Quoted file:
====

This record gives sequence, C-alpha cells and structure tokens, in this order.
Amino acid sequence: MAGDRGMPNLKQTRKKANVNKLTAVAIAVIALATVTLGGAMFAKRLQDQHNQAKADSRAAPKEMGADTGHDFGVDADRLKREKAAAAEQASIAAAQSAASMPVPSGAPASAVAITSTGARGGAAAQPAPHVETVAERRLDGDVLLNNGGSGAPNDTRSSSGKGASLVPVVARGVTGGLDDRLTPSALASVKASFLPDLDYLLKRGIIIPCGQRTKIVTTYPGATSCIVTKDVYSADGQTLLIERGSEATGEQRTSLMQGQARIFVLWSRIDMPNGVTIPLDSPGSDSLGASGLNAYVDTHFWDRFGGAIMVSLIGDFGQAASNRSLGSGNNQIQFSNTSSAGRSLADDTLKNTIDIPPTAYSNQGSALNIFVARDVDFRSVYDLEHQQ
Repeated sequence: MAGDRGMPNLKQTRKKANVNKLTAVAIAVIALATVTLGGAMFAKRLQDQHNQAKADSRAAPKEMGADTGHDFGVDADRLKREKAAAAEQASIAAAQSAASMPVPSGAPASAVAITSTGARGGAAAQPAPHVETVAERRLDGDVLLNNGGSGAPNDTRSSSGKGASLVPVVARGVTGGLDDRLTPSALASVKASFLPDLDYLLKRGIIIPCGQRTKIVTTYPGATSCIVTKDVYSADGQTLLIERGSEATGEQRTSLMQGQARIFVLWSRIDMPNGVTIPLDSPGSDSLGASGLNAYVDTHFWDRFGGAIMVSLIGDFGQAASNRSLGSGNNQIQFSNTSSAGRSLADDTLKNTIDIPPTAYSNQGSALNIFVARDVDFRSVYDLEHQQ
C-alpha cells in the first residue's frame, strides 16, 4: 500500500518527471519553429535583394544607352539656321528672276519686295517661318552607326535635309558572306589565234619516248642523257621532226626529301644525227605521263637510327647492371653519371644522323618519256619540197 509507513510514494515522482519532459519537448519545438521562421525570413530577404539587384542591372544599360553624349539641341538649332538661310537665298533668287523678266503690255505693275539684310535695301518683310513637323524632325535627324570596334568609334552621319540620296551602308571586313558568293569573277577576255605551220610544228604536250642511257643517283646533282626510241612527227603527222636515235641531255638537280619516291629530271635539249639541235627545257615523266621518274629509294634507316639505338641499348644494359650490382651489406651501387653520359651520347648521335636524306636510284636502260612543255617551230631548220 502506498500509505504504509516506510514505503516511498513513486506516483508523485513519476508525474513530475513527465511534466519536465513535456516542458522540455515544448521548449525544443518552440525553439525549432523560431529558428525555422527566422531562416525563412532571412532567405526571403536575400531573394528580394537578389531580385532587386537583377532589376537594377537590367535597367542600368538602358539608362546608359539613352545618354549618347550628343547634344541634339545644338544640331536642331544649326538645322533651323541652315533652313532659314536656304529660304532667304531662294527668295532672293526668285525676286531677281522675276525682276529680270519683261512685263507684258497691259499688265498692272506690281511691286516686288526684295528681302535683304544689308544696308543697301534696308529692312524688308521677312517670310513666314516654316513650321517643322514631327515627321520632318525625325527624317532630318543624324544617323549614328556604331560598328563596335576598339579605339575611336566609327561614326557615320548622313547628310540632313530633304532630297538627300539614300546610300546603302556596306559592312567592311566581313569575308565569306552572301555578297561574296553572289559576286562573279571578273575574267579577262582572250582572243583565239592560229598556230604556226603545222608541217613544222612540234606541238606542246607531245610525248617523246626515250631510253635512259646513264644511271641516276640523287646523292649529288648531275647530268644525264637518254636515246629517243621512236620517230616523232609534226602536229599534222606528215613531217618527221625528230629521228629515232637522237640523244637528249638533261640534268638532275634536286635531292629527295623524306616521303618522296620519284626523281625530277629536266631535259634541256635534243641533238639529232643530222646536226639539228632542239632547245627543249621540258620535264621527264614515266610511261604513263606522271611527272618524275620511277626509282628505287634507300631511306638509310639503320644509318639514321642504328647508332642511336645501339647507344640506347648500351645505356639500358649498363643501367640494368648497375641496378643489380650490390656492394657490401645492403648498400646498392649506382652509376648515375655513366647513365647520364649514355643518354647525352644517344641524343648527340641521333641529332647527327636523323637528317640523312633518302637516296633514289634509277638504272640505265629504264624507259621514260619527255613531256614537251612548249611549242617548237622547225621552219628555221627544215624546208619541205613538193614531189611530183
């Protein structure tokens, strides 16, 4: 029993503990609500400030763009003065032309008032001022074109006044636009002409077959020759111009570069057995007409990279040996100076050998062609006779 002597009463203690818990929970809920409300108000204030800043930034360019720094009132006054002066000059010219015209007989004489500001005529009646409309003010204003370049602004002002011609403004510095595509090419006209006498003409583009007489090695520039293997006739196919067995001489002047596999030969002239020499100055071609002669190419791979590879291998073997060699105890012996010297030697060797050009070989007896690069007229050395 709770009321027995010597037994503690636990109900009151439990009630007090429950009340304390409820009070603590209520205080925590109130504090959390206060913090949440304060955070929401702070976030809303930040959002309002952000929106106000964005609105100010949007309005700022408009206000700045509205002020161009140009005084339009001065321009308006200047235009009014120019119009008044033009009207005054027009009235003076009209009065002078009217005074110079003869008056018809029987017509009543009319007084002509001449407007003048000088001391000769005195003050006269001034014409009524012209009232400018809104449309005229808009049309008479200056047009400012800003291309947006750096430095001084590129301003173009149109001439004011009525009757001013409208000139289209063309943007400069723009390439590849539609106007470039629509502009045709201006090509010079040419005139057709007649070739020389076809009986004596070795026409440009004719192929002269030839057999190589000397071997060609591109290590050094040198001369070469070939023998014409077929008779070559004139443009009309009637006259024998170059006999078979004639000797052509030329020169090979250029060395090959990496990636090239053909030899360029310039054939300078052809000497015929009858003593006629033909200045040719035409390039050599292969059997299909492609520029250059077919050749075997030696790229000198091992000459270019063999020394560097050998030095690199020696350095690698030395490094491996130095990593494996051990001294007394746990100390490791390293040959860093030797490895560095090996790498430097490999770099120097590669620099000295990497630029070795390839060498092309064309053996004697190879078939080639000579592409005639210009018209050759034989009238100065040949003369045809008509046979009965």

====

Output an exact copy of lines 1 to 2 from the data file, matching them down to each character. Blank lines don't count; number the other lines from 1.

This record gives sequence, C-alpha cells and structure tokens, in this order.
Amino acid sequence: MAGDRGMPNLKQTRKKANVNKLTAVAIAVIALATVTLGGAMFAKRLQDQHNQAKADSRAAPKEMGADTGHDFGVDADRLKREKAAAAEQASIAAAQSAASMPVPSGAPASAVAITSTGARGGAAAQPAPHVETVAERRLDGDVLLNNGGSGAPNDTRSSSGKGASLVPVVARGVTGGLDDRLTPSALASVKASFLPDLDYLLKRGIIIPCGQRTKIVTTYPGATSCIVTKDVYSADGQTLLIERGSEATGEQRTSLMQGQARIFVLWSRIDMPNGVTIPLDSPGSDSLGASGLNAYVDTHFWDRFGGAIMVSLIGDFGQAASNRSLGSGNNQIQFSNTSSAGRSLADDTLKNTIDIPPTAYSNQGSALNIFVARDVDFRSVYDLEHQQ